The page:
The following is a selection from an interview with costume designer, Joanna Eatwell, as told to Backstage.
A costume designer is a visual storyteller and my job, through costume, is to empower the actor in their performance by exploring character with them and making it real.
I studied theater design in London, which suited me perfectly because it is a character-driven approach to design. I spent my early years working in music videos and was lucky enough to work with some great performers like Diana Ross, Tina Turner, and The Rolling Stones. It was the time when videos were extravaganzas with big crowds, lots of costumes, and very exciting.
I moved into drama and found my niche in period costume, which I love. I have had the opportunity to work on some beautiful projects, such as “Wolf Hall” with Mark Rylance, “Carnival Row,” and “Taboo” with Tom Hardy. My most recent project was with Tom Hardy again—“Venom 2”—which is quite a departure from my normal work. Nonetheless, it was a challenging and interesting project, which I am happy to have been involved with.
When it comes to a new job, the starting point is always the script. Then onto research around the period in which it is set: broad research that encompasses trade, class, social history, religion—anything that affects people.
I am always particularly interested in trade because it dictates which fabrics were available and what cultures may be influencing style. Class is important in a historical context and affects dress not just in a simplistic sense of rich and poor, but in a much more hierarchical sense, especially if you are working within the time of sumptuary laws [which were meant to regulate consumption and excessive personal spenditure]. I try to be as true to the period as possible and, as such, embrace “Original Practice” where I can.
Once you have an understanding of the relevant period, you can start to design. As a costume designer, you are responsible for every piece of clothing that appears onscreen and it is really important that the information conveyed by the clothing tells the right story.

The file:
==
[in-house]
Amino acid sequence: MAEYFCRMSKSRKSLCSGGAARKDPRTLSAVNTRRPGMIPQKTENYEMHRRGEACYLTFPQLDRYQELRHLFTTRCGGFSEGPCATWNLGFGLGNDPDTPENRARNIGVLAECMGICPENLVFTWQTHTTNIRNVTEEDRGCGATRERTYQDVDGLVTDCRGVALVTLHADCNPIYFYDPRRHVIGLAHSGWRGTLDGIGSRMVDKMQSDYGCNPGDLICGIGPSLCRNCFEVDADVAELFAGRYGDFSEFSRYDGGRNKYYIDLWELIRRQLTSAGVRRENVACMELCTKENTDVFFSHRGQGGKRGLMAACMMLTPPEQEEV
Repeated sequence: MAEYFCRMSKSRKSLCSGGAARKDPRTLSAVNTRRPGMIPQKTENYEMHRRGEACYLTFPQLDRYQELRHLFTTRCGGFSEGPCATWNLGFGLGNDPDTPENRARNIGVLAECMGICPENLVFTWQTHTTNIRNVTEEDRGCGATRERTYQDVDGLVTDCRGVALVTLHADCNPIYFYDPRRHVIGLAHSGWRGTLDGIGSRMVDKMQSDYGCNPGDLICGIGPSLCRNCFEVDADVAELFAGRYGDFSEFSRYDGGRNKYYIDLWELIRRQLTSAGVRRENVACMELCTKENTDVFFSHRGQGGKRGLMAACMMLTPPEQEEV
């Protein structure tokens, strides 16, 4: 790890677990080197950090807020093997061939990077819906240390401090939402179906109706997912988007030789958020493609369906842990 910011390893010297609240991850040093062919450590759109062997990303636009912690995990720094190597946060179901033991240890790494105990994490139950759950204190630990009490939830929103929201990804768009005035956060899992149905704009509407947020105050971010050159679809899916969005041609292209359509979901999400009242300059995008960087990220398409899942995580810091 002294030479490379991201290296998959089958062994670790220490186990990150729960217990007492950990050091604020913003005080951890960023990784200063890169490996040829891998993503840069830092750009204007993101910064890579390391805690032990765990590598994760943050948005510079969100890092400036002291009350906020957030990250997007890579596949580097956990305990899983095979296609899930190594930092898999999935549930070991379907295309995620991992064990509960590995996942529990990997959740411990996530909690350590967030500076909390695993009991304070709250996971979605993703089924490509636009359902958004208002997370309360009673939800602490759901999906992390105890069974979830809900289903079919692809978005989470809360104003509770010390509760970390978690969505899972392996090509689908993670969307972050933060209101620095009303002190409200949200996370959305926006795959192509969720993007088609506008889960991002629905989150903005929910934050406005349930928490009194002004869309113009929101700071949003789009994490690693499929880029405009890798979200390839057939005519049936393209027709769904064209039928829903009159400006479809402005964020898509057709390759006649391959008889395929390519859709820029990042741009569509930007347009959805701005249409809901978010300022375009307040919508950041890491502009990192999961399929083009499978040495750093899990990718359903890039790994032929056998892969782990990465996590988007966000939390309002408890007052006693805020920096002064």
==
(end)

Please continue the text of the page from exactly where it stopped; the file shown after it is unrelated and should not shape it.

“Carnival Row” was a fabulous challenge because we were creating an alternative world that adhered to history as we know it in some cases and in others, it was starting from scratch. We had the human world and the magical world and we needed to create individual cultures for all the inhabitants. We had to believe they had histories and homelands because losing [those histories and homelands] was an important part of the story. We had a great many meetings about the look of the various worlds and I produced many concept drawings for discussion. We also mocked up ideas on mannequins so we could put groups together and see how they worked. We had to believe it was real and gritty, a dangerous world.
We set up an enormous workroom in Prague to be able to make the principal and crowd costumes. It was unusual to make as many costumes as we did but it was necessary in order to service the script. We worked closely with makeup effects because wings, horns, hooves, and giants all had to be considered when the costumes were designed and made. It’s always important that all departments interact, but even more so on a project like this.
If a project is episodic, my time is spent working ahead—new scripts, new characters, new actors—so I don’t spend a lot of time on the set. For me, the excitement is always in tomorrow and not today. The days are long, particularly on period dramas, but we know that when we sign up.
A costume designer is wholly dependent on a good team and the costume department is made up of many skilled people all with a role to play. It’s so important to get the right balance of people because they are going to be spending a lot of time together. It can be a highly pressured job, so people need to be flexible and have pride in what they do.
I would encourage anyone who wants to be a costume designer to follow their dream, it’s the best job in the world.
For more on how to get work on a film crew, visit Backstage’s crew hub!